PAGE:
TOMBSTONE BASE

First we constructed a wood base for the tombstone that measured 28" L x 12" W x 12" tall. After this project was completed we found out this was the right size for a head to fit into but a little cramped if you wanted hands also.

MOTOR

We used a Dayton 4RPM AC Gearmotor, item 3M098, that my husband picked up at Grainger for $34 (click here for instructions using a rotiserrie motor). We mounted it on its side to a small sheet of wood and then attached a block of wood to this as a base. This base we screwed into the bottom of the tombstone box. This keeps the motor stable and secure. Make sure you don't screw the motor to the wood sheet too tight or the motor will bind up and not spin.

Using a 3 prong cord that we salvaged from an old refrigerator we wire nutted the motor and cord together

CRANK
To make the crank shaft we used:

On one end of the L bracket we drilled a hole and placed the hex bolt through it. We then slipped on the 2 nuts, a washer, the angled stock with a hole drilled thought it, a washer and the last two nuts. Make sure the washers are a little loose against the angled stock as it needs some play to rotate. The other end of the L bracket we had to bend shut to make it fit inside the U bolt. We placed the U bolt onto the end of the motor shaft and then the sqeezed end of the L bracket we shoved into the U bolt under the motor shaft. Tighten the cable clamps that are on the U bolt.

Here's how it looks with the motor mounted in place and the crank finished. The free end of the aluminum stock will be sitting in a PVC elbow that's screwed into the lid and this will make the lid rise and fall. We drilled a hole in the back of the box for the motor cord. We placed it a little higher than the motor in case of rain so the water wouldn't run down the cord and ruin the motor. For added protection we put a roof over the motor (not shown).

BOX

Finish the base of your stone. Here I glued foam sheets around 3 sides using Liquid Nails. The side where the lid will hinge on I left as plain wood as the lid needs room to open. I painted the inside a flat black. I should have painted it first before installing the motor but forgot. I carved in my saying and where the foam edges meet I used Elmers Wood Filler to fill in the gaps and imperfections, sanding it when it was dry.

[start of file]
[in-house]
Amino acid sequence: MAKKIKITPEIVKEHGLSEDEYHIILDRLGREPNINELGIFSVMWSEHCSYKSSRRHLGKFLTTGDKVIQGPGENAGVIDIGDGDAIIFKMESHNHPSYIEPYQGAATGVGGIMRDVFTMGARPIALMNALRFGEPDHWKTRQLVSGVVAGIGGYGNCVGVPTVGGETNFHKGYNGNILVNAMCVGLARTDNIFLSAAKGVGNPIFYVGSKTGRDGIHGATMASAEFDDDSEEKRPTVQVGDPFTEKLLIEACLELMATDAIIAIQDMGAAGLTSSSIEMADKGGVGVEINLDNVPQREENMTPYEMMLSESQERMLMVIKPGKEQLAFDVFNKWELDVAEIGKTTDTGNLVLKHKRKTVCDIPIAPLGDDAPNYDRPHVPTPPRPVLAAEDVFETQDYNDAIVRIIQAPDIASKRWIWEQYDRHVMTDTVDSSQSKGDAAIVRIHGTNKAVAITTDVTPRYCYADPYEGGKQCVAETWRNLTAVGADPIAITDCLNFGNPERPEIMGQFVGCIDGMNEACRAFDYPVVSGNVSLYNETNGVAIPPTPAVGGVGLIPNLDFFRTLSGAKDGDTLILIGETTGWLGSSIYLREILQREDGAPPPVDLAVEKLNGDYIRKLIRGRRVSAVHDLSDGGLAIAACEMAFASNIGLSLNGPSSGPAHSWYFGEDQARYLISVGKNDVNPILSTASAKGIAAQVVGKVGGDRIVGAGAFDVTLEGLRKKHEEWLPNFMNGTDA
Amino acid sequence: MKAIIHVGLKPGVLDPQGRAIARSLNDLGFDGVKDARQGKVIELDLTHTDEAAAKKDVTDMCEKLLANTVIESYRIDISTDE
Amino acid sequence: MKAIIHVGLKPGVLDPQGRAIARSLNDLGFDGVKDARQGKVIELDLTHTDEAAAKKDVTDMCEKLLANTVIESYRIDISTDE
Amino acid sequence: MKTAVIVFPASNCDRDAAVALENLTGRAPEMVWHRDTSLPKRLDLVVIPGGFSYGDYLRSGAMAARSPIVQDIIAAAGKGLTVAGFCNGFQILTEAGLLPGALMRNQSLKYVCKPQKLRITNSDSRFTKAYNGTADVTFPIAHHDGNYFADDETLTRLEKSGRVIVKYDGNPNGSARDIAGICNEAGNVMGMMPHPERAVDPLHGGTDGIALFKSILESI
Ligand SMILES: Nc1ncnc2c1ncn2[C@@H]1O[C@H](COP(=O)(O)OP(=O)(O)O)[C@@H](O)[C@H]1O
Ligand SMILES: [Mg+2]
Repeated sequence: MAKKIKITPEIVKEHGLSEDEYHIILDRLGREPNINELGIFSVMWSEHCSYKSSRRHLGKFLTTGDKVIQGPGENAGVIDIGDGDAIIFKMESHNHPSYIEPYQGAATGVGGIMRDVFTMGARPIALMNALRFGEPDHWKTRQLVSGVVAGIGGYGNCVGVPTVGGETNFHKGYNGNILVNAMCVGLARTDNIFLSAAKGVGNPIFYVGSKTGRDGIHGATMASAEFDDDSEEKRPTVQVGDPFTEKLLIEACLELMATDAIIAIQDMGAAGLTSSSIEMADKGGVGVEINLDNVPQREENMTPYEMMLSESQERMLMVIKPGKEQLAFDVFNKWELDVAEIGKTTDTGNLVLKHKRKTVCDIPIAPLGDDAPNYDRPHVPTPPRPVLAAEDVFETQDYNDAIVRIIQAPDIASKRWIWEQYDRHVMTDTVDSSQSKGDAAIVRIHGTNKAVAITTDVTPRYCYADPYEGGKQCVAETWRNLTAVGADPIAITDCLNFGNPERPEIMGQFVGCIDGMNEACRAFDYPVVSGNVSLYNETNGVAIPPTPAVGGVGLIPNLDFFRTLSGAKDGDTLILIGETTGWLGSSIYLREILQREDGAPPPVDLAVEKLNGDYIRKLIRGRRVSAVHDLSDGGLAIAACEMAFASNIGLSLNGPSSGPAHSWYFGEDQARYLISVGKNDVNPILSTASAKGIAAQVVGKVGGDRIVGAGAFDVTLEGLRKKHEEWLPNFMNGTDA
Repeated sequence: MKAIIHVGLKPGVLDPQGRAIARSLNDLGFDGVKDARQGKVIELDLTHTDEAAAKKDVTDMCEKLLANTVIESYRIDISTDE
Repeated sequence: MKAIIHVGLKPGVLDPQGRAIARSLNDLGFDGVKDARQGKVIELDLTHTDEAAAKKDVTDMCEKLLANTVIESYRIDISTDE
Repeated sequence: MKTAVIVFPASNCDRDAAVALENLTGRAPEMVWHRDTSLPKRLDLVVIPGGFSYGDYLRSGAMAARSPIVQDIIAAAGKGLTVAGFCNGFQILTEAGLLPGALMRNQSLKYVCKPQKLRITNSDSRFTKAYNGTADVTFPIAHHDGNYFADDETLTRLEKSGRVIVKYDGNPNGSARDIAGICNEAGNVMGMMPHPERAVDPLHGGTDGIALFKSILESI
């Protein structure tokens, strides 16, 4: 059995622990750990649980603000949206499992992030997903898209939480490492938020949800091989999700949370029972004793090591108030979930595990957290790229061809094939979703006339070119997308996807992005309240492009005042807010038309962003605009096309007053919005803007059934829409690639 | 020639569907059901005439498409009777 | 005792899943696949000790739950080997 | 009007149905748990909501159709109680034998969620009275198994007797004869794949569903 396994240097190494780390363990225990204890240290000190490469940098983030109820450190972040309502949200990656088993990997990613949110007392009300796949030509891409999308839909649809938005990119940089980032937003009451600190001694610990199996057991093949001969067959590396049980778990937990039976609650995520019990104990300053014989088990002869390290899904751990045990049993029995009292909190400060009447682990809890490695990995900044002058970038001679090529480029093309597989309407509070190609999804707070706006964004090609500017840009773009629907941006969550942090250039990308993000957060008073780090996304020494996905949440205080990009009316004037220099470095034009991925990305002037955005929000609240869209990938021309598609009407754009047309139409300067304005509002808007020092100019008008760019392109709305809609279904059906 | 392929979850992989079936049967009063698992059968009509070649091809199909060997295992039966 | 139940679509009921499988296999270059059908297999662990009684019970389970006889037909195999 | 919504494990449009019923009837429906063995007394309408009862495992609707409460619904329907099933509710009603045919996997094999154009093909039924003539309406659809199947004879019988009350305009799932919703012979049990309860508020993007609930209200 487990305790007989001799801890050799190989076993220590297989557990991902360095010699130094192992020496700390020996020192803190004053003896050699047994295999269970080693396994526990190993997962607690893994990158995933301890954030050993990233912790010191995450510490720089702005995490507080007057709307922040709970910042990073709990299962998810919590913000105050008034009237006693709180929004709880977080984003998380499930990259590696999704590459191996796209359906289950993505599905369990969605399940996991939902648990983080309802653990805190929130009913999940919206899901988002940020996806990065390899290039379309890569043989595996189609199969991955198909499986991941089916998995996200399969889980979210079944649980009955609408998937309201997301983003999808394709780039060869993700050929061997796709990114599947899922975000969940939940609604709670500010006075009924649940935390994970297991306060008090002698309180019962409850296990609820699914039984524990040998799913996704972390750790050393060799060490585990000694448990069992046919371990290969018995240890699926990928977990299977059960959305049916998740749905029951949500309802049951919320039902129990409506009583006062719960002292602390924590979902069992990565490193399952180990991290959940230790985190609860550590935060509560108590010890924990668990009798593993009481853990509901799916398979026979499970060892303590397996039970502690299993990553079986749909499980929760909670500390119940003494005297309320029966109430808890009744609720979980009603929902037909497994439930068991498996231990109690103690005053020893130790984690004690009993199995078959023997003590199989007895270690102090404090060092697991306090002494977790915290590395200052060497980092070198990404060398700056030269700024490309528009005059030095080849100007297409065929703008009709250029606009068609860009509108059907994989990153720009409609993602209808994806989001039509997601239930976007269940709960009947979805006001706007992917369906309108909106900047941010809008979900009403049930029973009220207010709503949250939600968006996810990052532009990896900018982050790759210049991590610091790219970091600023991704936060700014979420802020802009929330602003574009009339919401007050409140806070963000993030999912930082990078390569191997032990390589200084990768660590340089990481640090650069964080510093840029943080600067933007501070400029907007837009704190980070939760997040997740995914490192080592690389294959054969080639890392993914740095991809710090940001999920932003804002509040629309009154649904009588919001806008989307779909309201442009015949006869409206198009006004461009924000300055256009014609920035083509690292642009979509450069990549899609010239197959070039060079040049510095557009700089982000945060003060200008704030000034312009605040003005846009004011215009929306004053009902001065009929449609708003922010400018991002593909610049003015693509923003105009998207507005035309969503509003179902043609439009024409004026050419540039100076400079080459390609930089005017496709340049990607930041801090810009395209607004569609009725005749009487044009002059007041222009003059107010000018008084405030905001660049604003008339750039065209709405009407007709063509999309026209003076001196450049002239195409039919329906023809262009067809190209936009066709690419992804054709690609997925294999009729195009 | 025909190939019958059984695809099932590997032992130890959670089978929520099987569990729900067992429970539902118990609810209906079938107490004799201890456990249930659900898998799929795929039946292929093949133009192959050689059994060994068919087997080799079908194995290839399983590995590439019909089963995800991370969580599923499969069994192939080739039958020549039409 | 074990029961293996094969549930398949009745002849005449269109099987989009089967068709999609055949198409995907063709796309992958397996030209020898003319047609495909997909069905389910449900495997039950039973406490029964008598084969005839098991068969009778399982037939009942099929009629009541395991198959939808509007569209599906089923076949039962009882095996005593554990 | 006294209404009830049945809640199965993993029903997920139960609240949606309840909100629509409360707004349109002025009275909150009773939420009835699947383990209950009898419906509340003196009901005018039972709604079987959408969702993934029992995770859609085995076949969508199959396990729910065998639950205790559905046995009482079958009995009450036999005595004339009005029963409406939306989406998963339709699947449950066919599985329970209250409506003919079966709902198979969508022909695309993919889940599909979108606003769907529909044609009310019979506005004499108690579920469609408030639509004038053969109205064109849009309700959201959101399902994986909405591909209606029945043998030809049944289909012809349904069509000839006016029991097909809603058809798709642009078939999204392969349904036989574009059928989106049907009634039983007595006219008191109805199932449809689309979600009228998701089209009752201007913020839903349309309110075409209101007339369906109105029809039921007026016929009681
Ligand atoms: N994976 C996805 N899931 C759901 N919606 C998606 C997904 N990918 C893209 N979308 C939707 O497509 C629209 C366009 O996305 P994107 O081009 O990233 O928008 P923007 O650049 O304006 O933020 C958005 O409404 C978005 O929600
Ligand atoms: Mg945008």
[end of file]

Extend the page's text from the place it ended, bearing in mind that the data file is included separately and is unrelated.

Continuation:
We hinged a piece of wood to the box. The lid with the tombstone will attach to this, making it rise and lower. You could also use a sheet of light wood that covers the whole top.

FITTINGS

Using a PVC elbow pipe we drilled two holes. These holes will attach to the hinged wood in the above step. We also cut off half the pipe on the opposite side of the holes to allow drilling space.

A view of how the crank works. The elbow PVC is mainly used as a device to hold the aluminum stock up. The stock isn't glued or screwed in - it's just set inside the PVC pipe. When plugged in the motor turns the shaft which rotates the L bracket. The aluminum stock rises and falls. The stock, which is nestled inside the elbow pipe that is attached to the lid, lifts and lowers the lid.

THE LID

I cut out a lid to fit over the base and made a tombstone to sit on top of the lid. Using a dremel I cut a groove in the lid so the tombstone will fit tightly. I then used Liquid Nails to attach the tombstone to the lid. For instructions on tombstone making please visit Marks Monster List.

Using Elmers Wood Filler I filled it in to smooth out the roughness where the lid and tombstone meet. This is the back side as I want the front to be more decorative.

For the front I used a piece of Caulk Backer Rod Pre-Caulking Material. It's basically a piece of foam round rope. I then painted the stone with gray outdoor latex paint.

THE HEAD

I painted a styrofoam head flat black and Liquid Nailed the mask on. You could add LED lights for the eyes but I chose not to. On the top of the head I glued in place a cup hook Using fishing line we tied it to the cup hook and squeezed it closed. We drilled a hole in the lid of the tombstone and ran the line through it. We tied the free end of the fishing line to a screw we had laying around and Liquid Nailed the screw down. I will fill in the hole with Elmers Wood Filler and paint it.

And here it is completed. For added effect we wired a string of blinking red and green X-mas lights to the motor cord. This way the lights and motor are using one cord and work together. The lights are just in a pile on the floor.








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